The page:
Internship Information for Employers
Internships are great opportunities for students to gain career-related work experience. If a student is interested in receiving academic credit for an internship with your organization (only about half are), they must contact their academic department to learn about eligibility and requirements. If you are seeking a student or recent graduate with the expertise to complete a project for you with little or no training provided, you are welcome to advertise the opportunity as a paid Project Work (Temporary or Freelance) position rather than as an internship. Internships that meet the criteria listed below can be advertised to students through Sun Devil CareerLink.
If you have any questions, or if you would like assistance with payroll or hiring international students for your internship(s) please
contact us about our Internship Contract Program at 480.965.2355.
What Constitutes An Internship?
An internship is a short-term, hands-on, supervised work experience with a professional organization that's designed to increase a student's knowledge of a professional career field. More than a part-time job or volunteer experience, an internship includes intentional learning objectives related to increasing student knowledge, training to develop additional skills, and quality supervision to guide and mentor the intern.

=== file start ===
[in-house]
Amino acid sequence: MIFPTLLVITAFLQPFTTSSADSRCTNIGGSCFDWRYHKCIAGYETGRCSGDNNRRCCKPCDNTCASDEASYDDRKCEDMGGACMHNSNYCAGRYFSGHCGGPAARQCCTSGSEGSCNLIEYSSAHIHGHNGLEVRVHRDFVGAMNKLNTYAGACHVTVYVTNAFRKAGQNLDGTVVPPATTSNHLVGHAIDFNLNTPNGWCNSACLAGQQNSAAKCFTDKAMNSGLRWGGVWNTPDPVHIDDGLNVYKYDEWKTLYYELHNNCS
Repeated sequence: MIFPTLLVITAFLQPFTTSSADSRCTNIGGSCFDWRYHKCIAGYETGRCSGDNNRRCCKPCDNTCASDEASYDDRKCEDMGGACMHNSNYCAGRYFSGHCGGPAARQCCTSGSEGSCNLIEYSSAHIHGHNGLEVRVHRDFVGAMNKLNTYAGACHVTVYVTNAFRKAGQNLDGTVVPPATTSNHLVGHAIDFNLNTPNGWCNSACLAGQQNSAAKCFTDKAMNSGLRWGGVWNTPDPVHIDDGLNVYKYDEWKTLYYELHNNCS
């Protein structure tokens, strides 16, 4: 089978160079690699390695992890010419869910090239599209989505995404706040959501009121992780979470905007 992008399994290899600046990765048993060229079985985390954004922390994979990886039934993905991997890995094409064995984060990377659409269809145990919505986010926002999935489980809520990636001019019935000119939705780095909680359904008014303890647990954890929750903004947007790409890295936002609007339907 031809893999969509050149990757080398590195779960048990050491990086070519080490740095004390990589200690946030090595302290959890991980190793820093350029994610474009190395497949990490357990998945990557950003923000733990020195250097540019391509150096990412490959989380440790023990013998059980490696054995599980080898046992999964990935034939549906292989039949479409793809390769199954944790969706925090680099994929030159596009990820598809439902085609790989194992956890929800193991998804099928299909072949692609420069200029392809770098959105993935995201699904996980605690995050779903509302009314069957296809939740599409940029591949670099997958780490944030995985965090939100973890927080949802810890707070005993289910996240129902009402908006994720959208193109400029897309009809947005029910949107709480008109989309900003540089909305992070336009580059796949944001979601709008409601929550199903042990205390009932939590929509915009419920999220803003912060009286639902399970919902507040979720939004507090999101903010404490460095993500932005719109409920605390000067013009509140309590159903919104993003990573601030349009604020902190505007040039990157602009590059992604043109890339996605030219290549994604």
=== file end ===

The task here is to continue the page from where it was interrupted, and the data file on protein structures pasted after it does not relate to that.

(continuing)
In order to qualify as a professional internship experience, the following criteria should be met (note that some academic departments may have additional criteria):
- The intern will receive quality training by a supervisor who possesses expertise directly related to the intern's responsibilities.
- The experience will provide exposure to multiple aspects of a professional career field, internship organization, or industry.
- A job description will be provided that includes a detailed explanation of duties and/or projects, required skills or qualifications, minimum number of hours per week (flexibility in days/hours is encouraged to accommodate class schedules), and approximate start and end dates for the experience.
- Clerical or other nonprofessional tasks will comprise no more than 20% of the intern's responsibilities.
- The intern will be provided with an appropriate work space and resources required to complete assignments, as well as with introductions to employees and an overview of the organization (similar to an orientation that would be provided to any new employee).
- Since only a few of ASU's 200+ academic programs require students to complete an internship, it is up to each student to decide whether or not to pursue the option of earning credit for an internship. Some academic programs do not grant credit for internships, and most will only grant credit when an internship is directly related to a student’s major (making credit difficult for many students to obtain when their career interests are unrelated to their major). Students pay to receive internship credit at the same rate charged for courses, and, beyond the hours they work for you as an intern, they are also required to complete additional academic assignments.